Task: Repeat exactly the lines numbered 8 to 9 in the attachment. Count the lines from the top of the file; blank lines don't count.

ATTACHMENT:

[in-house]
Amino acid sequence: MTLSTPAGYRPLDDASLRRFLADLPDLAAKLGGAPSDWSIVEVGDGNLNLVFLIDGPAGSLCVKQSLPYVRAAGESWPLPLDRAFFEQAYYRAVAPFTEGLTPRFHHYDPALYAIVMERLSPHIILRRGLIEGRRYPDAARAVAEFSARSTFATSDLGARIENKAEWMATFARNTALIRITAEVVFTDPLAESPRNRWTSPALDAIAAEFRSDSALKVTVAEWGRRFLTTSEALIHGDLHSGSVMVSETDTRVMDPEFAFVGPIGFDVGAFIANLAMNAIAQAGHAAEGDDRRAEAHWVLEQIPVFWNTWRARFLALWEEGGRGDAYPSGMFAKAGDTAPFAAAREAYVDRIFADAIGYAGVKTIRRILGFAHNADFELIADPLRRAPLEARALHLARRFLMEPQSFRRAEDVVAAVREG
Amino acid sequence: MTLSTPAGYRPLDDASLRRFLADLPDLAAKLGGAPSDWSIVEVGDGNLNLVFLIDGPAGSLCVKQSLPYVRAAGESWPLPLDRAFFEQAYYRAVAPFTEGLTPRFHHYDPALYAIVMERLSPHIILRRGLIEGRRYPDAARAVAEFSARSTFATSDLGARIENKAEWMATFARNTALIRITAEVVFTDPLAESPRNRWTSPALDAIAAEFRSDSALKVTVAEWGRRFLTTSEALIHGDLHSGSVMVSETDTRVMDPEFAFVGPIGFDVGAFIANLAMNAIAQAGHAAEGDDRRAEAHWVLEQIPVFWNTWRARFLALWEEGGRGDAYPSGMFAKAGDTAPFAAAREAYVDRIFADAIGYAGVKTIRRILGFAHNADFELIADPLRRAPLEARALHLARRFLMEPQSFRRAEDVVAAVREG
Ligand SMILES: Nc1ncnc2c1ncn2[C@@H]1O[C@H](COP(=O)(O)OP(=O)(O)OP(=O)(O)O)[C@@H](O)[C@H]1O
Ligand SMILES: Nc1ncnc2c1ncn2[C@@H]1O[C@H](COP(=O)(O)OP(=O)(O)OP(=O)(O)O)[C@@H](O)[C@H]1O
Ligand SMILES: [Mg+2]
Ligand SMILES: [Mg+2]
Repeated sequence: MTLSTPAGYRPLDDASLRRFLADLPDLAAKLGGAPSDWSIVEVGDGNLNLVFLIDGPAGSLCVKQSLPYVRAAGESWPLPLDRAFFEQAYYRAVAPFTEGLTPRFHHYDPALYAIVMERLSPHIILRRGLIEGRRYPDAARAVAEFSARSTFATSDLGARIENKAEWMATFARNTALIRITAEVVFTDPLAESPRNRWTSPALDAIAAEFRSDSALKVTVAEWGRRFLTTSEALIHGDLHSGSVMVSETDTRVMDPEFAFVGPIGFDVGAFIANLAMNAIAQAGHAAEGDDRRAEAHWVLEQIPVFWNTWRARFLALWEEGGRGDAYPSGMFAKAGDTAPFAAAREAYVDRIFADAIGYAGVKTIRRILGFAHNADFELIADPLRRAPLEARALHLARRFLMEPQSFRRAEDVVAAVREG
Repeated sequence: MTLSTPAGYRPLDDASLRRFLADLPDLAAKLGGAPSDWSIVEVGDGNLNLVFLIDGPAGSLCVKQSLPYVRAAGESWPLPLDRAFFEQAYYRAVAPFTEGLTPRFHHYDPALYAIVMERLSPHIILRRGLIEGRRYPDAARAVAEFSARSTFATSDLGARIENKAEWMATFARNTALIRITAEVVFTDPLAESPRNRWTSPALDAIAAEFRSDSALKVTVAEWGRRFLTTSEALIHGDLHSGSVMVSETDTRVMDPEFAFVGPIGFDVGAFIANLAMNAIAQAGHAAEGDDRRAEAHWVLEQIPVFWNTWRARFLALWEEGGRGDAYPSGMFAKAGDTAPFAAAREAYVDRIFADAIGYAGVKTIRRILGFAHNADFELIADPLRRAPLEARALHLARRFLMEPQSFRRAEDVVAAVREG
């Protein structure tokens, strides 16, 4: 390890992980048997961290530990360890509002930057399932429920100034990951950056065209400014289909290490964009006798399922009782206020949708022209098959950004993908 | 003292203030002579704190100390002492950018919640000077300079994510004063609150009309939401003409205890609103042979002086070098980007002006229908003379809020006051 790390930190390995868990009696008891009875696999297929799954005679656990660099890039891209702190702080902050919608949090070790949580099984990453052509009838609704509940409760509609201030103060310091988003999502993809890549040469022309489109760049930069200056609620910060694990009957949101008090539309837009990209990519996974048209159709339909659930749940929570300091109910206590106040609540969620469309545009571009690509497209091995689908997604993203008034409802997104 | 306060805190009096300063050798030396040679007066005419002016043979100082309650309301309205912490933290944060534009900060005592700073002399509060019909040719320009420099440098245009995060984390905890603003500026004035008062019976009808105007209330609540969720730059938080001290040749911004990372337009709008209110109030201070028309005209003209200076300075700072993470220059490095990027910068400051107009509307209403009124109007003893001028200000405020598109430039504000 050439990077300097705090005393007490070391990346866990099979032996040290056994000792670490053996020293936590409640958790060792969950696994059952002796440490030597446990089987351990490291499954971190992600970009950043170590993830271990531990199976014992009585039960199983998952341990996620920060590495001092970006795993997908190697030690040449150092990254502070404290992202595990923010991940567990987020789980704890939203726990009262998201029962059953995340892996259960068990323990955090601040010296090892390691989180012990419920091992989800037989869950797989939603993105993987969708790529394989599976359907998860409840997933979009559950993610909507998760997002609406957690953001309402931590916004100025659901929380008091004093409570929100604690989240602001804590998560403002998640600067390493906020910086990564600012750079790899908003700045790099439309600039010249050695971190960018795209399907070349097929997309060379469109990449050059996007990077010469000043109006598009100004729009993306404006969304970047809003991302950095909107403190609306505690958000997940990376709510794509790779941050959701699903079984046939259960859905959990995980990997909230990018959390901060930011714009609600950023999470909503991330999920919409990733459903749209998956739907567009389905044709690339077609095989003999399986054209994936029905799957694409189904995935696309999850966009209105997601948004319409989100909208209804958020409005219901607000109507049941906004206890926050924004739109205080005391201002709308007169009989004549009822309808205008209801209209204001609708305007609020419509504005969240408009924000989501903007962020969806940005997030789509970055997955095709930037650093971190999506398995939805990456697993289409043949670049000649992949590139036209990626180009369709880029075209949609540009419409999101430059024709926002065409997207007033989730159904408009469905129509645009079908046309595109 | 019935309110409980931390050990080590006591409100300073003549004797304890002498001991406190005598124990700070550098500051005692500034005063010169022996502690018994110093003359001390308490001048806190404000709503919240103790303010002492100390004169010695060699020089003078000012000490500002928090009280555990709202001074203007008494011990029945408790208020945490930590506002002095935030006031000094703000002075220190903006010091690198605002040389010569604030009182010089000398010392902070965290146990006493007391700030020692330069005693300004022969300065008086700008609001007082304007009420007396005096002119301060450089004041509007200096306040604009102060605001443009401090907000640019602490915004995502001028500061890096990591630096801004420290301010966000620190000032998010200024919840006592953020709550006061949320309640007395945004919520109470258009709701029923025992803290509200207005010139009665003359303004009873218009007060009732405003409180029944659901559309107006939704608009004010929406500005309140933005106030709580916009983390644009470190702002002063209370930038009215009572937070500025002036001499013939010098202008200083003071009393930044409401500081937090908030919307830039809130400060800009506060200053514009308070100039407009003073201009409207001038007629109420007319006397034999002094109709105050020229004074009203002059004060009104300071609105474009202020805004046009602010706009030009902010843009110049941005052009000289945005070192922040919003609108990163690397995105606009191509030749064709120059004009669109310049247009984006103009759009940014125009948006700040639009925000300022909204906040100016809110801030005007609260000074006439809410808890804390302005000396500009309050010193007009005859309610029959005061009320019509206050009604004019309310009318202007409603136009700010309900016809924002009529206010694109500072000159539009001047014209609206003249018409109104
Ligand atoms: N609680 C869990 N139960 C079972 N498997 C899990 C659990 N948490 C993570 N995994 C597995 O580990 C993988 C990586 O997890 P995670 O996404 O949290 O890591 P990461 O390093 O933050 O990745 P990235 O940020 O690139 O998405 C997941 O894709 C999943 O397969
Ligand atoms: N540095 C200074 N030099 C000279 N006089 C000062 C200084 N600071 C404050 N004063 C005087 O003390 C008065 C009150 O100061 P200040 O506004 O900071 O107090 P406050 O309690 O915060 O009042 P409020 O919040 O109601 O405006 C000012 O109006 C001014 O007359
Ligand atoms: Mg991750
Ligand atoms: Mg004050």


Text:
Repeated sequence: MTLSTPAGYRPLDDASLRRFLADLPDLAAKLGGAPSDWSIVEVGDGNLNLVFLIDGPAGSLCVKQSLPYVRAAGESWPLPLDRAFFEQAYYRAVAPFTEGLTPRFHHYDPALYAIVMERLSPHIILRRGLIEGRRYPDAARAVAEFSARSTFATSDLGARIENKAEWMATFARNTALIRITAEVVFTDPLAESPRNRWTSPALDAIAAEFRSDSALKVTVAEWGRRFLTTSEALIHGDLHSGSVMVSETDTRVMDPEFAFVGPIGFDVGAFIANLAMNAIAQAGHAAEGDDRRAEAHWVLEQIPVFWNTWRARFLALWEEGGRGDAYPSGMFAKAGDTAPFAAAREAYVDRIFADAIGYAGVKTIRRILGFAHNADFELIADPLRRAPLEARALHLARRFLMEPQSFRRAEDVVAAVREG
Repeated sequence: MTLSTPAGYRPLDDASLRRFLADLPDLAAKLGGAPSDWSIVEVGDGNLNLVFLIDGPAGSLCVKQSLPYVRAAGESWPLPLDRAFFEQAYYRAVAPFTEGLTPRFHHYDPALYAIVMERLSPHIILRRGLIEGRRYPDAARAVAEFSARSTFATSDLGARIENKAEWMATFARNTALIRITAEVVFTDPLAESPRNRWTSPALDAIAAEFRSDSALKVTVAEWGRRFLTTSEALIHGDLHSGSVMVSETDTRVMDPEFAFVGPIGFDVGAFIANLAMNAIAQAGHAAEGDDRRAEAHWVLEQIPVFWNTWRARFLALWEEGGRGDAYPSGMFAKAGDTAPFAAAREAYVDRIFADAIGYAGVKTIRRILGFAHNADFELIADPLRRAPLEARALHLARRFLMEPQSFRRAEDVVAAVREG